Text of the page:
What Are They Doing?

Seismic station on the ice
Seismic station on the ice
Antarctica plays a central role in global tectonic evolution. Competing theories have been put forward to explain the formation of the Transantarctic Mountains (TAMs) and the Wilkes Subglacial Basin (WSB), primarily due to a lack of information on the crustal thickness and seismic velocity of the areas. The research team attempts to resolve how the TAMs and WSB originated and how their formation relates to Antarctica’s geologic history. Since most of Antarctica is covered by large ice sheets, direct geologic observations cannot be made; therefore, “remote sensing” methods like seismology must be used to determine details about the earth structure.

The goal of this project, funded by the National Science Foundation, was to broaden our knowledge of the geology in this region with a new seismic project; the Transantarctic Mountains Northern Network (TAMNNET), a 15-station array across the northern TAMs and the WSB that will fill a major gap in seismic coverage. Data from TAMNNET was combined with that from previous and ongoing seismic initiatives and was analyzed to generate an image of the seismic structure beneath the TAMs and the WSB.

While in the field, the team spent most of their time deploying seismic stations that compose the new TAMNNET array. This included loading equipment onto small airplanes, flying to remote field locations, digging large holes in the snow/ice to shelter the equipment, and assembling and testing the seismic hardware.

Where Are They?

View of the Transantarctic Mountains
View of the Transantarctic Mountains
The field project was based at McMurdo Station and at the Italian Terra Nova station, Mario Zuchelli. Seismic stations were located at remote sites across the northern Transantarctic Mountains and onto the East Antarctic plateau. Once in Antarctica, the field locations were reached either via helicopter or fixed wing Twin Otter Aircraft. The field team shared dormitory housing. Fieldwork was conducted outside at cold and (in some cases) fairly high altitude conditions.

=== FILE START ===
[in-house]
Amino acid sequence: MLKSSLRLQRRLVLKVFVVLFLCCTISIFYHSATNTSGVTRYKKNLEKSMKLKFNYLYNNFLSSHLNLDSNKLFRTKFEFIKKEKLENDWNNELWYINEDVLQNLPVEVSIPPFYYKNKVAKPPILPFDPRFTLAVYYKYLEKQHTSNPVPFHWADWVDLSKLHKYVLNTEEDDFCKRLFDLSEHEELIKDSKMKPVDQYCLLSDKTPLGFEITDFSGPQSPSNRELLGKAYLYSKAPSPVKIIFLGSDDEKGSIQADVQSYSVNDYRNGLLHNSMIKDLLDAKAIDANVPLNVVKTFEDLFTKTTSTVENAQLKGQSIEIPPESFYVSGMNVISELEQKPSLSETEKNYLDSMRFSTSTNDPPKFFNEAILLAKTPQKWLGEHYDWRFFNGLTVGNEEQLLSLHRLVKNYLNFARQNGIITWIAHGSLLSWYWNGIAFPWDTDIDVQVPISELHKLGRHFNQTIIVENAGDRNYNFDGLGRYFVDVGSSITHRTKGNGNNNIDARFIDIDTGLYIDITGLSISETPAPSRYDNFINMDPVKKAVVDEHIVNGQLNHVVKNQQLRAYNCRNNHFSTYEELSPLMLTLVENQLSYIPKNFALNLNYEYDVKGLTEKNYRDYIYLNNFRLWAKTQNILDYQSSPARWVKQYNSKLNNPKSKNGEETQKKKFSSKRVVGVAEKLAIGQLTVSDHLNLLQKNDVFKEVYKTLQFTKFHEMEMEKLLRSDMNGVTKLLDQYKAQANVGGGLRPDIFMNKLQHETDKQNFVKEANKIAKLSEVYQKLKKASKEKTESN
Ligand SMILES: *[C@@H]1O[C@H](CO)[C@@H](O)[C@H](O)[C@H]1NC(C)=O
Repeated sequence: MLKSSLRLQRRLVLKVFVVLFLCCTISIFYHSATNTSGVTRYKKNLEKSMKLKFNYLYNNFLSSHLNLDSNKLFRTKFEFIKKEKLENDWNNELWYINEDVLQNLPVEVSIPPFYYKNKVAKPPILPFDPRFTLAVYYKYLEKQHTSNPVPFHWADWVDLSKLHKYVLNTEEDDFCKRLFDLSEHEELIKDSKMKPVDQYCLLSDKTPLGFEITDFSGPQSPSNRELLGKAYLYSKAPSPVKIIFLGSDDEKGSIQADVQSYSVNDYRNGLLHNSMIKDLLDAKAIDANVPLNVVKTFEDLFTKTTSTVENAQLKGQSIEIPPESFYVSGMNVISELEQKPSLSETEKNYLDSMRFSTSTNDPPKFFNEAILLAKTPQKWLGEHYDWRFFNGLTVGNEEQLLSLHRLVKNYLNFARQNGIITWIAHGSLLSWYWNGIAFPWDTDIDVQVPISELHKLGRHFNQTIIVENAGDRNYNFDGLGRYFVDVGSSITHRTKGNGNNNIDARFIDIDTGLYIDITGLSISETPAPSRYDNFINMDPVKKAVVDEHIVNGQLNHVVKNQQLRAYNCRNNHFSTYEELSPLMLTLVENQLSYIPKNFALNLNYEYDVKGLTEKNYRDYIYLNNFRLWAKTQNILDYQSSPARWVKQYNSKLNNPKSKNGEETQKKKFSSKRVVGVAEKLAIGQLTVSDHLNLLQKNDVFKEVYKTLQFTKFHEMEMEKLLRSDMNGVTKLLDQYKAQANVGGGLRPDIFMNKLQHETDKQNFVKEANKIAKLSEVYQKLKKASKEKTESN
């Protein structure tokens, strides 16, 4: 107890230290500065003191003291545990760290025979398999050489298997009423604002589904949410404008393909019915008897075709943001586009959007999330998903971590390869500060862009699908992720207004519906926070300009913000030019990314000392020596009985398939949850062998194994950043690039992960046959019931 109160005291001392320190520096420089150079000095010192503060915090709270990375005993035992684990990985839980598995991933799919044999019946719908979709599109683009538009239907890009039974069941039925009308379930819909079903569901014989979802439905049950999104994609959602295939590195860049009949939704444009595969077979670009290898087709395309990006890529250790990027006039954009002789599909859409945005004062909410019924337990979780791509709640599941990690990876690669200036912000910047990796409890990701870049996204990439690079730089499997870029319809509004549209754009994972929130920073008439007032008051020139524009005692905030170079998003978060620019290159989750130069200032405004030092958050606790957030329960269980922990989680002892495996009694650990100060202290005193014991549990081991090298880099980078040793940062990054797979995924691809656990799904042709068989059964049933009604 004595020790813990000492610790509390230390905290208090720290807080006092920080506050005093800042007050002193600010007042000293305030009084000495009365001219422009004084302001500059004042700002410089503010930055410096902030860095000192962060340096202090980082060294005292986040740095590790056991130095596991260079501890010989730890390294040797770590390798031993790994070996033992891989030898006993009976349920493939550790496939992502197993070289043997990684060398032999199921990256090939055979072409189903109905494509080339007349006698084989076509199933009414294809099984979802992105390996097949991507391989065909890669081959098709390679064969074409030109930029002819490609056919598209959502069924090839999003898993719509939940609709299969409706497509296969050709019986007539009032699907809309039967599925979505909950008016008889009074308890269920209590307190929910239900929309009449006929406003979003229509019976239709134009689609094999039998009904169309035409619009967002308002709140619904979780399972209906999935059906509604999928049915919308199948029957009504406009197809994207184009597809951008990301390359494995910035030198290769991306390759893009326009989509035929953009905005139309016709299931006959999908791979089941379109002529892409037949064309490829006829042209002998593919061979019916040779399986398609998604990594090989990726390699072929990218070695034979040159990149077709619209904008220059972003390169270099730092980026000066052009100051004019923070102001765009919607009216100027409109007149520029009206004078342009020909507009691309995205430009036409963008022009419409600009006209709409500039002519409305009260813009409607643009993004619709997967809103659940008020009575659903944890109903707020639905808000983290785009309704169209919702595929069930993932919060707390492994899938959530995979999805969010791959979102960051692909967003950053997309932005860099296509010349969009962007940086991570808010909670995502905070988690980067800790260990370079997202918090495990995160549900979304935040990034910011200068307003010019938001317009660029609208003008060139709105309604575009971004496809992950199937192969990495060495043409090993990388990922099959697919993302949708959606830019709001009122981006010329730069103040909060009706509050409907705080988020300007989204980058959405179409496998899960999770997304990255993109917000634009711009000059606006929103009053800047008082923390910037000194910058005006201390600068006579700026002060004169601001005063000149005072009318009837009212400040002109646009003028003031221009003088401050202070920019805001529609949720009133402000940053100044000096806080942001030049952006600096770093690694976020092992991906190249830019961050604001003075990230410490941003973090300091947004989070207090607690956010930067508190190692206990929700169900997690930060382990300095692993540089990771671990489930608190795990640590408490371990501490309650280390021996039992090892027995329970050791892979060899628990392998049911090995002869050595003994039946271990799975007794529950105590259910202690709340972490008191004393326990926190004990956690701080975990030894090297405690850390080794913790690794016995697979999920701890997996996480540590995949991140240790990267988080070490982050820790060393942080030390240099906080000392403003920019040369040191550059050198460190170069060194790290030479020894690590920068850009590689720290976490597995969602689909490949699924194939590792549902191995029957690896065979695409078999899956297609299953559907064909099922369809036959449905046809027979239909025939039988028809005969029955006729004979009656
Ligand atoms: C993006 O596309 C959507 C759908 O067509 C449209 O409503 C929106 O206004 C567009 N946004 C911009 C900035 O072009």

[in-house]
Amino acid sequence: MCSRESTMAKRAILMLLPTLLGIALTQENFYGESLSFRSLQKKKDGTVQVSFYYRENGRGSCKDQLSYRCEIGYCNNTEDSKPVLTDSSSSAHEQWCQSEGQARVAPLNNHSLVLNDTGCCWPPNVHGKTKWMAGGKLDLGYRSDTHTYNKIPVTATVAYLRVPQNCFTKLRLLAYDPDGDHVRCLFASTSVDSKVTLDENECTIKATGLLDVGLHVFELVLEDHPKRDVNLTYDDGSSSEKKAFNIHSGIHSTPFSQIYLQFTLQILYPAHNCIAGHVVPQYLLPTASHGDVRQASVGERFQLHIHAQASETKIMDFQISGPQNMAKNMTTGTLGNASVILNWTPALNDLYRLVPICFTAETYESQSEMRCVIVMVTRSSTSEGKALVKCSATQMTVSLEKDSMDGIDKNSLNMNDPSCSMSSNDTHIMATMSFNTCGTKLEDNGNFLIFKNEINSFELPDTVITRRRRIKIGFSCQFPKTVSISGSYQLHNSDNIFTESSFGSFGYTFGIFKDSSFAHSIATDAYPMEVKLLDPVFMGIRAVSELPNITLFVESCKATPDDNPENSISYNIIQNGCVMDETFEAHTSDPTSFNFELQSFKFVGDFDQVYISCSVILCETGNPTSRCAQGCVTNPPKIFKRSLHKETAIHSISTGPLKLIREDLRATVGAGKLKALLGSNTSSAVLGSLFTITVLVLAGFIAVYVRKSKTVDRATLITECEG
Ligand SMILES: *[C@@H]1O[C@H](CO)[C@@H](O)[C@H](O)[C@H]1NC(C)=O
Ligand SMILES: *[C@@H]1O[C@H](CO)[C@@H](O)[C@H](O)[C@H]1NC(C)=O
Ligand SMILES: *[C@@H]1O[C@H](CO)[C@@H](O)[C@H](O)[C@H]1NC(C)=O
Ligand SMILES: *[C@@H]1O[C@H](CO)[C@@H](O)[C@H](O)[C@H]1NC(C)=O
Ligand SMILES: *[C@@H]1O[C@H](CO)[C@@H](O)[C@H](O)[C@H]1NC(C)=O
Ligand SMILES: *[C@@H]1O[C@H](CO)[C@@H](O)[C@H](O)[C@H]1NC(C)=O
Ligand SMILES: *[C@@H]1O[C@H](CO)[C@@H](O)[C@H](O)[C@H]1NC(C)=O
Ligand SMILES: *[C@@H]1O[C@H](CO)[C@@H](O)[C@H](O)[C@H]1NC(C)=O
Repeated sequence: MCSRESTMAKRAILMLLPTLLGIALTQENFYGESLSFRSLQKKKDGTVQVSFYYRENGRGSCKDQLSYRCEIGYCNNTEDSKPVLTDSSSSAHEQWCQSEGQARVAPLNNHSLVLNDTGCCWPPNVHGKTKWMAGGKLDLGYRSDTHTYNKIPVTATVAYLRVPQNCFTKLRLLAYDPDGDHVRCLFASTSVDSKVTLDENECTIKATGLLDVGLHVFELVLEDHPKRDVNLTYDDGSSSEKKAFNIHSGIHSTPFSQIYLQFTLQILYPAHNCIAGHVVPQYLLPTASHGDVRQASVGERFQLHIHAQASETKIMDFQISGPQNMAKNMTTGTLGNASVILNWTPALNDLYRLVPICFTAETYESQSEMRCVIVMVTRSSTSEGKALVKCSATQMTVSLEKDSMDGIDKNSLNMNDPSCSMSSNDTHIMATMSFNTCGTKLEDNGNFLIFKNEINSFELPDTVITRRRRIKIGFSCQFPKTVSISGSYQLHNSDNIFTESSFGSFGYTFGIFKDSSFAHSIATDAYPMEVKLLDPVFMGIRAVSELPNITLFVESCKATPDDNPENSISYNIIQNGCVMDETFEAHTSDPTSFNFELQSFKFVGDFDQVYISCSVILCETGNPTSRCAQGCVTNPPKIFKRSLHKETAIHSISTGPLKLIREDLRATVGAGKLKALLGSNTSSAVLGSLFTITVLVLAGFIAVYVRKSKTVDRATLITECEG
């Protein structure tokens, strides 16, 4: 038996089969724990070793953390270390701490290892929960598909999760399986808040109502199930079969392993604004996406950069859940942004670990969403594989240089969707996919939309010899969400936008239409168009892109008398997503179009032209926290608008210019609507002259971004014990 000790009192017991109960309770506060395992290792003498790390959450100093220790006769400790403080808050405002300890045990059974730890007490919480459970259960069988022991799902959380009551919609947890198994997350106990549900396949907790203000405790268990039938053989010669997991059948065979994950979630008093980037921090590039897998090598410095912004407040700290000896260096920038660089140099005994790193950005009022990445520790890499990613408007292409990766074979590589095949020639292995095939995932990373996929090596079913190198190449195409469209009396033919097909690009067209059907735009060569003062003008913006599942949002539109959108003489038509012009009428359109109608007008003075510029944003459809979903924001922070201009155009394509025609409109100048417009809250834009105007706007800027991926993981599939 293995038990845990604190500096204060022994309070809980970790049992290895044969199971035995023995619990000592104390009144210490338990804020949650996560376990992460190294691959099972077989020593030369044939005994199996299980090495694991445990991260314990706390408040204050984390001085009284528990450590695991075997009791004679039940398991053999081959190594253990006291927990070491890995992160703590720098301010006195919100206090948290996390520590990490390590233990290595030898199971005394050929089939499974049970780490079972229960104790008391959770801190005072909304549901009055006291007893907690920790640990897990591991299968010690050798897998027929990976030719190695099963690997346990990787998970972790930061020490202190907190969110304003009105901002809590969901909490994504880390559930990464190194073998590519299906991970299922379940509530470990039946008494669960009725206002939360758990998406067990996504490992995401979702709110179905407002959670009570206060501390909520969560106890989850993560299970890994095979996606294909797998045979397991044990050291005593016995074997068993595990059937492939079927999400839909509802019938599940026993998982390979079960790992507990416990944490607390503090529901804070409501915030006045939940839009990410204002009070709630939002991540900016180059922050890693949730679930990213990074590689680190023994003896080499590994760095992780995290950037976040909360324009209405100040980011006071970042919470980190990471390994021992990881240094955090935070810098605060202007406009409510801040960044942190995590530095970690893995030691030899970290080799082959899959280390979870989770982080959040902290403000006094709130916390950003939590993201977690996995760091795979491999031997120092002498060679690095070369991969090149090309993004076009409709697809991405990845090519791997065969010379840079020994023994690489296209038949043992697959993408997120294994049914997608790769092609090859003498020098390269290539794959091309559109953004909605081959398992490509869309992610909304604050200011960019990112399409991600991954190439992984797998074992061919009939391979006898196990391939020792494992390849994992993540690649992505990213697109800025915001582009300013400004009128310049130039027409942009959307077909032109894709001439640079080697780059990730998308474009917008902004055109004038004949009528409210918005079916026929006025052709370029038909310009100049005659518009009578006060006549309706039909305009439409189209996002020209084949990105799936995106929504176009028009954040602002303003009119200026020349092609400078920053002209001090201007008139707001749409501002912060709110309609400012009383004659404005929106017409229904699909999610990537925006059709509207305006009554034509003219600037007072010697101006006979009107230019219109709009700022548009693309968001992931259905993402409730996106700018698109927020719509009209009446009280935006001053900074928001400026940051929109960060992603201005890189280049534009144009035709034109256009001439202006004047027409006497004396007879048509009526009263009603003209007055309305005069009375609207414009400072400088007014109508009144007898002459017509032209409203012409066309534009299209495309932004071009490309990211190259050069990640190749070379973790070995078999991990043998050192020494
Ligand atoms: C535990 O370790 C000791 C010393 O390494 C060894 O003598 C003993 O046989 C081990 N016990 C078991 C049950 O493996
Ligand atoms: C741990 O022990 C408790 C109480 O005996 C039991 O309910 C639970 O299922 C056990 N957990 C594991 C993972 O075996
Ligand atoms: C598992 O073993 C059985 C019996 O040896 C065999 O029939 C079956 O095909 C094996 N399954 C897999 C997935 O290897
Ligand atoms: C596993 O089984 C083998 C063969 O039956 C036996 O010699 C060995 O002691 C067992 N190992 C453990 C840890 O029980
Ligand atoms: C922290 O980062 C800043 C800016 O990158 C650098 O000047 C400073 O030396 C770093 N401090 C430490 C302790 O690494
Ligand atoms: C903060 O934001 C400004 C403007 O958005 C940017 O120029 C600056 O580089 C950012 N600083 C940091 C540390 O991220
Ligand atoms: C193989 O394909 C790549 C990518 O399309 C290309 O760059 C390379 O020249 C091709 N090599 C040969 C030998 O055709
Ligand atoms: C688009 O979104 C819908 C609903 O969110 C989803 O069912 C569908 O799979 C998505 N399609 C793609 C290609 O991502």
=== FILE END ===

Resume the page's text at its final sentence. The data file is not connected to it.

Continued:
Expedition Map

McMurdo and Mario Zuchelli Station, Antarctica
Project Funded Title
Deciphering the Tectonic History of the Transantarctic Mountains and the Wilkes Subglacial Basin
Brian DuBay - Teacher
Grissom Middle School

Wayne State University, in Detroit Michigan provided Brian’s foundation for a Bachelor of Science. Teaching high school students to embrace, appreciate, and love science seemed a logical utilization of his talents.

One of Brian’s core philosophical beliefs is that one learns the most when engaged and immersed in hands on learning. He not only reinforces this principle in his classroom, he also feels it is important to continue to learn as much as possible because ultimately, the more he learns, the more he can teach his students. In 2012 Brian was accepted by the National Science Foundation and PolarTREC to spend six weeks studying seismology in Antarctica. During this time, Brian not only fulfilled his roles as a geologist, but also conducted remote teaching with his classes. As a result of his dedication, Brian’s grant was extended and it is with great anticipation that he will return to Antarctica this year to continue working on the team’s goals.

Samantha Hansen - Researcher
University of Alabama